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  • Why Is Cavafy so Popular?
  • Gregory Jusdanis (bio)

If asked to identity a modern Greek poet, most readers around the world would probably name Constantine P. Cavafy. In their minds, he represents Greece and Greek literature. While this choice may be self-evident, it is nevertheless remarkable that a diasporic, modernist, homosexual poet should become Greece’s poetic ambassador in place of national bards like Dionysios Solomos, Andreas Kalvos, Kostis Palamas, or Giorgos Seferis. Why is this so? Why is Cavafy so popular in world literature? Why are there so many translations of his work, at least in English? Why is his appeal so global?1

There is no way I could consider all these questions satisfactorily. The position of a writer in world literature is a complex outcome of international and national literary tastes, the prestige of various national languages, the availability of translations, and implicit standards about writing and reading poetry. And while authors themselves may be aware of these standards and try to write according to them or against them, they have no way of controlling the fate of their work, especially after their deaths.

We can see this with great clarity in Cavafy’s case. He seemed very conscious of himself as an unrecognized genius, a person capable of writing about topics that others could not, someone who could foresee the future. But public recognition of his originality was gradual. Indeed, at the outset there was much hostility or misunderstanding of his work, especially outside of Alexandria.

Although Cavafy’s friend E. M. Forster was very optimistic about Cavafy’s eventual place in world literature, saying that one day he would achieve a reputation in Europe; no one living in Alexandria at the time could have predicted his global fame today. To be sure, many critics were also claiming that he was a flash in the pan. Astute Greek critics, like Yiorgos Katsimbalis, the “colossus” in Henry’s Miller’s The Colossus of Marousi, could never imagine that Cavafy would overtake the then-reigning national poet, Palamas, to become an international literary icon (see Katsimbalis). [End Page 111]

Cavafy wrote against the literary tastes of his time and seemed to be composing verses for the future.2 The Greek poet Myrtiotissa said so when she visited him in the early 1920s, describing his eyes as coming “from a far distant time and revealing a mystery unknown to us” (84). She depicted Cavafy as an exotic being who lived in another epoch but who understood our time and placed his stamp upon it.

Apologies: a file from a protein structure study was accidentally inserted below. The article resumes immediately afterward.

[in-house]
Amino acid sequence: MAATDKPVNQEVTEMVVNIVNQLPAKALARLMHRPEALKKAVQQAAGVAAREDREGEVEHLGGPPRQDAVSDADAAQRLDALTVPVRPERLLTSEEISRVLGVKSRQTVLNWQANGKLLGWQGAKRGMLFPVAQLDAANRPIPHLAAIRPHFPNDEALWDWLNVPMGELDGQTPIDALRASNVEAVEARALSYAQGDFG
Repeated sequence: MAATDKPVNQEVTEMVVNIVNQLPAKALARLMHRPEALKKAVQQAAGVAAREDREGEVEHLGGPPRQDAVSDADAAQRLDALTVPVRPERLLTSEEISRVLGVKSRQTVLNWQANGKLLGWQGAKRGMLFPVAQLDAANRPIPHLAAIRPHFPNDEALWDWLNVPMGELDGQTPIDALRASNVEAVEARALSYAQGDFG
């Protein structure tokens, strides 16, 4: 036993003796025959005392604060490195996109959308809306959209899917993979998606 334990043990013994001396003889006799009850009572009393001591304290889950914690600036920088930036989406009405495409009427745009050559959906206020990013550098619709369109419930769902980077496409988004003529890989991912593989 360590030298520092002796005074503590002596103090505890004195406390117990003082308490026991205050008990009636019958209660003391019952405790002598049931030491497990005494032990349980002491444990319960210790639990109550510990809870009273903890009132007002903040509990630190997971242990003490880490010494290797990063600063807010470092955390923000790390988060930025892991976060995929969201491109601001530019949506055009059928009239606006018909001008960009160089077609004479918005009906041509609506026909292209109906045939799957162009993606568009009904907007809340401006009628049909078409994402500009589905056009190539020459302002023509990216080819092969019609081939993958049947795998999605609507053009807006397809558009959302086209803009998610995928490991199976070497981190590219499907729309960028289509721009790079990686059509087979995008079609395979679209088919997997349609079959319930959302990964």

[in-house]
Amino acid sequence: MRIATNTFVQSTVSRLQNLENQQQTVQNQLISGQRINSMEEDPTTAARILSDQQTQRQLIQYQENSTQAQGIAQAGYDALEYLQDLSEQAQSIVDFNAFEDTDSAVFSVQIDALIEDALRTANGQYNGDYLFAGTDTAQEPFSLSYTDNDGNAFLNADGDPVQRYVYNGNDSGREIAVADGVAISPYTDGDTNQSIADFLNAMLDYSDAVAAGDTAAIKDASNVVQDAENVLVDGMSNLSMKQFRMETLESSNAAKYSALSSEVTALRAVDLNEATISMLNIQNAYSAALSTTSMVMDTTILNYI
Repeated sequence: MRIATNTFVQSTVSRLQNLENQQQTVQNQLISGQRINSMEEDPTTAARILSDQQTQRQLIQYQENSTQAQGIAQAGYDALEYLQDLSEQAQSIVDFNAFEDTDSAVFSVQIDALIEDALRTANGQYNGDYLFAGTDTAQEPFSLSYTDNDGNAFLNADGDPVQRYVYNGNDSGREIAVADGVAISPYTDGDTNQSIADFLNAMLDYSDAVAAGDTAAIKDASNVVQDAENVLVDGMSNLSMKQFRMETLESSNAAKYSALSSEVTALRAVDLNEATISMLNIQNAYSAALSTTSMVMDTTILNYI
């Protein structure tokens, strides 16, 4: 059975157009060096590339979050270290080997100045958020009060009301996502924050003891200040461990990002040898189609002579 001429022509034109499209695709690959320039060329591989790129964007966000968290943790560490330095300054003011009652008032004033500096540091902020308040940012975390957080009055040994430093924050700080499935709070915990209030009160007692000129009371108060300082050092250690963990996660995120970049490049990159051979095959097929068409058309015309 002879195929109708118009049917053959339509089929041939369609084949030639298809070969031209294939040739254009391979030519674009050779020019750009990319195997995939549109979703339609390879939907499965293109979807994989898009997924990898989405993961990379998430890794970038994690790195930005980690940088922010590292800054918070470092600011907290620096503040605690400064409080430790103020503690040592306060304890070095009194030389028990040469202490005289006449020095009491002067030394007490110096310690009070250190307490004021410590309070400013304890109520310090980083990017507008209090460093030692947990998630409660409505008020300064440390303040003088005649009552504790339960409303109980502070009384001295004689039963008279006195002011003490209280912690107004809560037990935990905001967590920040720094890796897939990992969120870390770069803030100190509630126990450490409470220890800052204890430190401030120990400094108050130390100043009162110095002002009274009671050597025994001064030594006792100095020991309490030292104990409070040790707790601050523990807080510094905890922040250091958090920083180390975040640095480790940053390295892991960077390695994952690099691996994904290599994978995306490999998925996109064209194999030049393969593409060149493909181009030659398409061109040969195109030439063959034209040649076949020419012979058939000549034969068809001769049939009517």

But many contemporaneous critics and writers, especially in Greece, could neither understand nor accept this imprint. The form and content of his verses seemed completely unpoetic, strange, and out of place to them. First of all, he lived in Alexandria rather than Athens, which was then becoming the center of Hellenic culture. Moreover, instead of composing in demotic, he chose a mixture between the vernacular and the archaistic language known as Katharevousa. While contemporary audiences favored flowery, lyric poetry, he published spare, prosaic poems that seemed to walk rather than dance to readers. Instead of flattering national tastes by writing about modern Greek history or even about fifth-century Athens, he turned to the arguably more peripheral periods of the Hellenistic Empires, of Late Antiquity, and of Byzantium. Finally, he wrote frankly about homoerotic desire and that shocked contemporary readers.

In the face of this critical censure and marginalization, Cavafy persevered. Despite acute feelings of insecurity (combined with self-assurance about the pioneering nature of his work), he believed that people would eventually recognize his genius and that tastes and reading styles would change in his favor. He was right. We are now living in Cavafy’s time, a period described and foreseen by him. He was indeed writing for the future. And the reasons people love Cavafy now are exactly those that his contemporary Greek readers cited in their rejection of the poet.

I would say that Cavafy’s global appeal can be explained in part by the following factors: 1) the western interest in classical civilization and its successors; 2) the corresponding obsession with decline and decadence; 3) the fascination with ethnic...


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